This is why it is important to double-check the products you are using.
If you would like help figuring out how to avoid them, Stacy would be happy to help point you to some safer options.
The Worst Offenders – Phthalates
The next chemical is phthalates and is one of the compounds that are in plastics. (48:02)
There is something well understood about this chemical to be an endocrine disruptor.
They can be easily absorbed through the skin and inhalation.
You can also get them through the oral route as well.
There are two phthalates in particular that are being banned in this new law – Dibutyl phthalates and Diethylhexyl phthalates.
These are some of the best understood.
Dibutyl has been shown to be a developmental toxicant, which means it is toxic to a developing fetus.
It has been specifically shown to harm the male reproductive system, and even cause early puberty in boys.
Diethylhexyl also harms the reproductive system and is also a developmental toxicant.
It is also classified as possibly carcinogenic by the International Agency for Research on Cancer.
These phthalates are in a lot of fragranced household products.
Sarah provided examples of these products.
Stacy mentioned a room spray by Primally Pure.
Also, check out this brand of scented trash bags that are free of chemicals.
The Worst Offenders – Parabens
The next chemical class is parabens. (58:13)
Parabens are typically used as preservatives.
They prevent the growth of bacteria or fungi that might cause spoilage of a product.
Parabens are well known to be endocrine disruptors.
There are Isobutyl parabens and Isopropyl parabens.
They have the strongest estrogenic activity among all of the parabens that are widely used in personal care products.
The consequence is that they are estrogen mimics.
So they have pretty strong reproductive toxicity, but they are also strongly associated with estrogen-related cancers.
They are found in shampoos, conditioners, lotions, cleansers, shower washes, and scrubs.
The Worst Offenders – Phenylenediamine
The other ones are m-Phenylenediamine and o-Phenylenediamine, which have fairly strong mutagenic properties. (1:01:22)
They cause mutations in our DNA, which are one of the things that lead to cancer.
When they are mixed with hydrogen peroxide they have mutagenic properties.
This happens all the time since these are common in hair dyes when you are getting your hair lightened.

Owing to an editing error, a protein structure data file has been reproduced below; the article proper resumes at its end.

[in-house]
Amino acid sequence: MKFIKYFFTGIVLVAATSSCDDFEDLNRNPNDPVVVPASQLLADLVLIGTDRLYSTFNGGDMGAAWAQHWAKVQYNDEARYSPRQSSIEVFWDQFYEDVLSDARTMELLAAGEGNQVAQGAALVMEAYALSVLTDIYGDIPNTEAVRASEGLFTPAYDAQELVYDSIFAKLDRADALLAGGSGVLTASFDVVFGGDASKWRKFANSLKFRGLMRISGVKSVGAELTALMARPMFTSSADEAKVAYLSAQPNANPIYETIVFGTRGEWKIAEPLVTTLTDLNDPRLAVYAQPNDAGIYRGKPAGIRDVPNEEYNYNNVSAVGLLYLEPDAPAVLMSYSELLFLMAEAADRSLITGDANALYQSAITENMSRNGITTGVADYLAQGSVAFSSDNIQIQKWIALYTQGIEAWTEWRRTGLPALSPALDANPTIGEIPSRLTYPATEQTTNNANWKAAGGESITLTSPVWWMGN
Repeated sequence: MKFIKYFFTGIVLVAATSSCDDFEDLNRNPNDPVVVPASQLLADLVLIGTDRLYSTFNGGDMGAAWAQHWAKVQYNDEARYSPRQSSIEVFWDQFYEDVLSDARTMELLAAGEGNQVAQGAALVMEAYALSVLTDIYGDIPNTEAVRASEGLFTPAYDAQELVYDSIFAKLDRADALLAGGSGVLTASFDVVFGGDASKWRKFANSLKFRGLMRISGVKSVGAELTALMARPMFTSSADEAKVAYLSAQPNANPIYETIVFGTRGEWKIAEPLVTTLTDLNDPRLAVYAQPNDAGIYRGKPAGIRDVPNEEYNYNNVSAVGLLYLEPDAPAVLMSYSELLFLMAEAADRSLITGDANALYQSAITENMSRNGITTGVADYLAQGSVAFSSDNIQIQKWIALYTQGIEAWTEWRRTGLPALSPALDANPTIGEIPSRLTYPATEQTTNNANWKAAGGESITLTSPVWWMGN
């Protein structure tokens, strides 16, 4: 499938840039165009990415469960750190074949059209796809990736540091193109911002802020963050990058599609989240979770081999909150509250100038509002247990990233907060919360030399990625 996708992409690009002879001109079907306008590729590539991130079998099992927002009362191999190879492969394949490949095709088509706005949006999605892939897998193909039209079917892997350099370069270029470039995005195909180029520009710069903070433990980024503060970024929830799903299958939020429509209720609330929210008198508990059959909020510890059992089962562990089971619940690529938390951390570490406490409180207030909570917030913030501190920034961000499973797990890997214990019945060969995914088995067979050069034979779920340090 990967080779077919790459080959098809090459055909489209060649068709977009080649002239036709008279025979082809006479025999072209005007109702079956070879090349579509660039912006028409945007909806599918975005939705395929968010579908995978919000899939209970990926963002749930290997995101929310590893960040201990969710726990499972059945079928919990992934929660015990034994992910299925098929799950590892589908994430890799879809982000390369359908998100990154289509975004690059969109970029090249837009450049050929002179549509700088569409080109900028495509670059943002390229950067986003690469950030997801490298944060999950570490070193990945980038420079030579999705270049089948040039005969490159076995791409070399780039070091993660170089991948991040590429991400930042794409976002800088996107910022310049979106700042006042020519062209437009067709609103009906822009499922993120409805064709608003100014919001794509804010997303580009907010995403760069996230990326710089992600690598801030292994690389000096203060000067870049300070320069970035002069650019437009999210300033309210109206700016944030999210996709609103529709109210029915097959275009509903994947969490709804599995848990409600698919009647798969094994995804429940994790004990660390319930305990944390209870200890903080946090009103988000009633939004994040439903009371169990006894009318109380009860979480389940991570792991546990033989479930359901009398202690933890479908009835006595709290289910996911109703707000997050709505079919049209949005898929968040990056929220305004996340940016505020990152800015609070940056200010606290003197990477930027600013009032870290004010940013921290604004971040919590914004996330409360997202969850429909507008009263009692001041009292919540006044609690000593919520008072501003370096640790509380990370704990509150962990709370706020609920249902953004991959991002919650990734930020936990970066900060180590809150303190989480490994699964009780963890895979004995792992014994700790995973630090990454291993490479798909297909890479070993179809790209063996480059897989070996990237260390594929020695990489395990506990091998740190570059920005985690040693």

Stacy mentioned that she use to cough when she was getting her hair colored.
The product would be burning her scalp and then she would be coughing a lot.
Looking back at that, she was ingesting the steam and the air from these chemicals that were mixing together and her body was telling her it wasn’t right.
Sarah noted that there is frequent exposure since people have their color updated as their hair grows.
There are temporary dyes that aren’t as harsh.
Morroco Method is the brand of hair care products that Sarah uses, and they have henna hair dye options to look into.
Also, look for organic salons in your area – they will be able to help with product and treatment options.
The Worst Offenders – PFAS
The last one on the list is polyfluoroalkyl substances, which are also called the forever chemicals (PFAS). (1:1119)
They have been linked to all kinds of problems.
These chemicals are carcinogenic, immunotoxic, causes liver damage, harm to the reproductive system, and harm to developing fetuses as well.
We think of PFAS as being the thing in Teflon.
It turns out non-stick is something that you would also find in a variety of cosmetics.
These products include dental floss, nail polish, eye makeup, and facial moisturizers.
It is called a forever product because it never breaksdown.
We don’t really still know how it builds up in the human body.
This is one of those chemicals that we need to get rid of in everything.
It needs to be not made anymore.
Stacy recommends this dental floss.
Stacy feels like we have covered a lot of ground in this show. (1:36:34)
California is paving the way for hopefully the rest of the country to follow suit eventually.
We hope to see both of these bills become formally and officially signed relatively quickly.
If you are in California, go ahead and shoot him a quick note that you are proud that he is about to sign these into action.
We are excited to see some progress in this area, especially given how far behind the US is compared to Europe and Canada.
Thanks for hanging in!
We will be sharing our real thoughts on this topic over on Patreon, so be sure to stop by there.
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Thanks for listening – we will be back next week! (1:18:26)